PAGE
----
It is a fact, however, that most normal Os report that their judgments of tonal volume are based upon the "space filling" aspect of tones. They also report the use of visual imagery in most instances. As Goldstein and Gelb pointed out, a similar situation is encountered in the case of tactual localization. The argument of these authors was that the persistent presence of visual imagery as a concomitant of tactual experience leads the normal O to believe that touch, as such, has spatial qualities. If the same argument is applied to the discrimination of tonal volumes, we may conclude that it is only because of the presence of a visual surrogate that tones seem to have true phenomenal extent.
Some Os have directly denied the spatiality of the tones whose volume they were successful in judging. For instance, one of Rich's Os reported: "It is a different kind of size from visual size. . . . Space is so visual to me that, when I open my eyes, it seems a sort of folly to me; but when I close my eyes, I feel the massiveness of the tones."  In the course of an experiment conducted by the author, one of the Os said: ''There is nothing spatial about volume. I match two. tones; I don't compare two extents. It is more a matter of massiveness than size, because size implies space." This O also reported that he was aware of no visual imagery when he judged volume.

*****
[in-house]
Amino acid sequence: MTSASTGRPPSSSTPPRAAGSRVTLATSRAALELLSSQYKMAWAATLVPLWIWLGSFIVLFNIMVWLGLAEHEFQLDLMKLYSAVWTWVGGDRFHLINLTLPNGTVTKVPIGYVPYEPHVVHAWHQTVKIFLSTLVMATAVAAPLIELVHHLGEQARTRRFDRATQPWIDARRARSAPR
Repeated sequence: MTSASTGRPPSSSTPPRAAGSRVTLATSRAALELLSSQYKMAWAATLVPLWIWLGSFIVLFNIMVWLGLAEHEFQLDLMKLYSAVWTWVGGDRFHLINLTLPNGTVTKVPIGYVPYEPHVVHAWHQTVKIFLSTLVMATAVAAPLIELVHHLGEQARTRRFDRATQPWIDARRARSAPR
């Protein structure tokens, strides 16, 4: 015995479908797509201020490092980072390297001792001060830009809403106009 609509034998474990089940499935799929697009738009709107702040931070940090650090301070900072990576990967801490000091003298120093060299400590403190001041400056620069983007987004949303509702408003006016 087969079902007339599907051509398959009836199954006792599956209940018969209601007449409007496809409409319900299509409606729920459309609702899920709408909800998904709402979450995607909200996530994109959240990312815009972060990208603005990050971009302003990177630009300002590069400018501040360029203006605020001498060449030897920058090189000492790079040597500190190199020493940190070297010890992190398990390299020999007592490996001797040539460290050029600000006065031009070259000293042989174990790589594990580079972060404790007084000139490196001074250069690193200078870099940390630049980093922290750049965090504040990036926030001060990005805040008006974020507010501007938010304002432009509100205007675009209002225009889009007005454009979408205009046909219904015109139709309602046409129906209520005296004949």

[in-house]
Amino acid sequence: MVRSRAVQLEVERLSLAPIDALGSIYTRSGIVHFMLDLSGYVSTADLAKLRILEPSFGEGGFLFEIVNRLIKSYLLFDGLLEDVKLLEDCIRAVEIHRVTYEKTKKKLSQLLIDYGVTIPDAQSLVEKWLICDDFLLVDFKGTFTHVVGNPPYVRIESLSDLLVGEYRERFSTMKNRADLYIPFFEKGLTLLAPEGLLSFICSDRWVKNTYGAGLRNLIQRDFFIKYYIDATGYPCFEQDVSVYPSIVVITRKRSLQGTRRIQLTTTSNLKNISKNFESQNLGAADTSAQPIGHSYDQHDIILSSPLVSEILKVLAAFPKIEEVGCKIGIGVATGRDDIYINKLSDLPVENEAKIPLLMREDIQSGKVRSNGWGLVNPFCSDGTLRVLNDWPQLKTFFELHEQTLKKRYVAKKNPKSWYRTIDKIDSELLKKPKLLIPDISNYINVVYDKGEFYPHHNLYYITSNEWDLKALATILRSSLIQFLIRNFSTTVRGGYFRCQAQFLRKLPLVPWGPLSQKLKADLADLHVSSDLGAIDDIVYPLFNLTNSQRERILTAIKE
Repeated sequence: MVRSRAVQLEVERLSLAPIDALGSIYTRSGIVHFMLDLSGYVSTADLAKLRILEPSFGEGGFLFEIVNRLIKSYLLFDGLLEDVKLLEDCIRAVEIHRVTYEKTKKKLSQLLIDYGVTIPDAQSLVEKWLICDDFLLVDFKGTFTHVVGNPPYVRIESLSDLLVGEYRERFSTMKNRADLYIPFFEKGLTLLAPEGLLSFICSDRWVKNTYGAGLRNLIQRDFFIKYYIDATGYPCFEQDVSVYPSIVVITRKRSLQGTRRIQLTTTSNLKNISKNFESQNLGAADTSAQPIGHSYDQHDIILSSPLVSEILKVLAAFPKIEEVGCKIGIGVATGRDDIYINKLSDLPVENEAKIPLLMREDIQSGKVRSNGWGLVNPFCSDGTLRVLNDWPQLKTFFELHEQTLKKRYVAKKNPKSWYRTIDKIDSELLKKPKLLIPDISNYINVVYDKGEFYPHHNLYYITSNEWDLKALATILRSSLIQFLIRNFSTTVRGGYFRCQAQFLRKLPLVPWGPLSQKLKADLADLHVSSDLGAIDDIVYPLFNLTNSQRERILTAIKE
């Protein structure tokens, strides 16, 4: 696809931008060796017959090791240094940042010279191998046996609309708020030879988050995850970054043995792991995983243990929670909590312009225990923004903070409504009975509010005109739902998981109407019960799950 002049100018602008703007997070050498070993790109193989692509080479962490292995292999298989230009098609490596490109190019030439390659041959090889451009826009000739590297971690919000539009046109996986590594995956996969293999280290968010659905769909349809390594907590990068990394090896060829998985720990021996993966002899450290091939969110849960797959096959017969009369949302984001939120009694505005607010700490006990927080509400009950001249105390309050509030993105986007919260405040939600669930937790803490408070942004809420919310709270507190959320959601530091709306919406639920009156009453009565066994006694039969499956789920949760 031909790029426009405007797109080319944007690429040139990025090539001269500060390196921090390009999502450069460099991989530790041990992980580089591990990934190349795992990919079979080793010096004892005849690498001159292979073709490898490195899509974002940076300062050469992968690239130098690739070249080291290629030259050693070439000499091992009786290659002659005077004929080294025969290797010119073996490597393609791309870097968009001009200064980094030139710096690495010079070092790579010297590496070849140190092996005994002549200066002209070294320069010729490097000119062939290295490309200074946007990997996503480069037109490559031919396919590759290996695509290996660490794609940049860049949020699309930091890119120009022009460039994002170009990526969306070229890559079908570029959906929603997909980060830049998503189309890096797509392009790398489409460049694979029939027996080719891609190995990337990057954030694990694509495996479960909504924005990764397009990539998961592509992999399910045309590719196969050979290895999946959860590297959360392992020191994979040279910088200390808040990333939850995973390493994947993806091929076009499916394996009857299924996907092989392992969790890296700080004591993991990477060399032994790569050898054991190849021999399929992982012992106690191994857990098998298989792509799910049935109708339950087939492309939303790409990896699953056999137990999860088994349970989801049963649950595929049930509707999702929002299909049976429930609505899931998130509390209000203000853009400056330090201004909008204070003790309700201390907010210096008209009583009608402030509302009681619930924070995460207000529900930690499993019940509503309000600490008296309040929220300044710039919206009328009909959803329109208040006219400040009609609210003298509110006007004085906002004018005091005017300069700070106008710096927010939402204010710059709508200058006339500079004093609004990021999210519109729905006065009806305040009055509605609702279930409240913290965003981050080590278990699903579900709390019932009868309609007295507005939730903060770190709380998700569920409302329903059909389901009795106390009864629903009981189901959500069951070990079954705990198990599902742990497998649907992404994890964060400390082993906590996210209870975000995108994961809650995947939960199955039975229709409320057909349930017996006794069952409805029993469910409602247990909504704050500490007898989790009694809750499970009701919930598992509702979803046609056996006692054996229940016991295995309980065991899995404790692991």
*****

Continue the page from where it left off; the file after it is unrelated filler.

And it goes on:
It would seem, then, that there is no good evidence that tones, as such, have truly spatial characteristics, and that one is justified in attributing space or extensity to auditory experience only if he is willing to accept the existence of a spatial surrogate as a sufficient basis.
1. An account of tonal volume as a quantitative function of frequency and intensity for various Os, including the present O, is accepted for later publication in this journal.
2. H. Banister, Auditory theory; a criticism of Professor Boring's hypothesis, this JOURNAL, 38, 1927, 436-440.
3. Sir Wm. Hamilton, Lectures on Metaphysics, II, 1861, 173-175.
4. Ernst Platner, Philosophische Aphorismen, I, 1793, 446.
5. F. W. Hagen, in R. Wagner's HandwOrterbuch der Physiologie, II, 1844, 718. K. Goldstein and A. Gelb, Ober den Einfluss des volstandigen Verlustes desoptischen VorstellungsvermOgens auf des taktile Erkennen, Zsch. f. Psychol., 83, 1920, 1-94.
6. G. J. Rich, A preliminary study of tonal volume, J. Exper. Psychol., 1, 1916, 19 f.